sheets of cane

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gil12345

Senior Member
chinese
Hi,

One sentence from National Geographic (Dec., 2013)

"'The company moved us off our land,' she tells us, waving her arm at the sheets of cane."

Does "sheets of cane" refer to the leaves of cane that cover the field?

Gil
 
  • se16teddy

    Senior Member
    English - England
    I think it is referring to the extensive fields of sugar(?) cane. See this definition of sheet from the OED:

    8. A broad expanse or stretch of something lying out flat, presenting a white or glistening surface, or forming a relatively thin covering or layer.
    ...
    c. of vegetation, flowers.
    1793 R. Burns Poems (ed. 2) II. 177 Now Nature..spreads her sheets o' daisies white Out o'er the grassy lea.
    1857 N. Hawthorne Passages from Eng. Note-bks. (1870) II. 316 Broad sheets of ivy here and there mantle the headlong rock.
    1859 Tennyson Guinevere 387 in Idylls of King Sheets of hyacinth That seem'd the heavens upbreaking thro' the earth.
     

    gil12345

    Senior Member
    chinese
    I think it is referring to the extensive fields of sugar(?) cane. See this definition of sheet from the OED:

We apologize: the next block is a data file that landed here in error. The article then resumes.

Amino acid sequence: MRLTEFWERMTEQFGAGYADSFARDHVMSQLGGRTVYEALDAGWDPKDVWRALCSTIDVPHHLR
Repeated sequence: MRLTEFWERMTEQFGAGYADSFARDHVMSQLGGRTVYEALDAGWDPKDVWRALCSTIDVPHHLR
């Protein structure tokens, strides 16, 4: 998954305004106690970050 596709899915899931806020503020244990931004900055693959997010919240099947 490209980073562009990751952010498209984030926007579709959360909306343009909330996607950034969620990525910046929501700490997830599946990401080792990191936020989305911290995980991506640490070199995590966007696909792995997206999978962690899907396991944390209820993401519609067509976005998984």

8. A broad expanse or stretch of something lying out flat, presenting a white or glistening surface, or forming a relatively thin covering or layer.
    ...
    c. of vegetation, flowers.
    1793 R. Burns Poems (ed. 2) II. 177 Now Nature..spreads her sheets o' daisies white Out o'er the grassy lea.
    1857 N. Hawthorne Passages from Eng. Note-bks. (1870) II. 316 Broad sheets of ivy here and there mantle the headlong rock.
    1859 Tennyson Guinevere 387 in Idylls of King Sheets of hyacinth That seem'd the heavens upbreaking thro' the earth.
    Very impressive. I didn't get the meaning. Thank you
     

    JustKate

    Senior Member
    Despite OED, I have to say that I find this use of sheets a bit odd. I understood it in context, but I wouldn't use it this way. For me, a sheet is something thin, and it's hard for me to imagine a covering of sugar cane plants that would be considered "thin." So I'm not surprised you found it confusing, gil12345.
     
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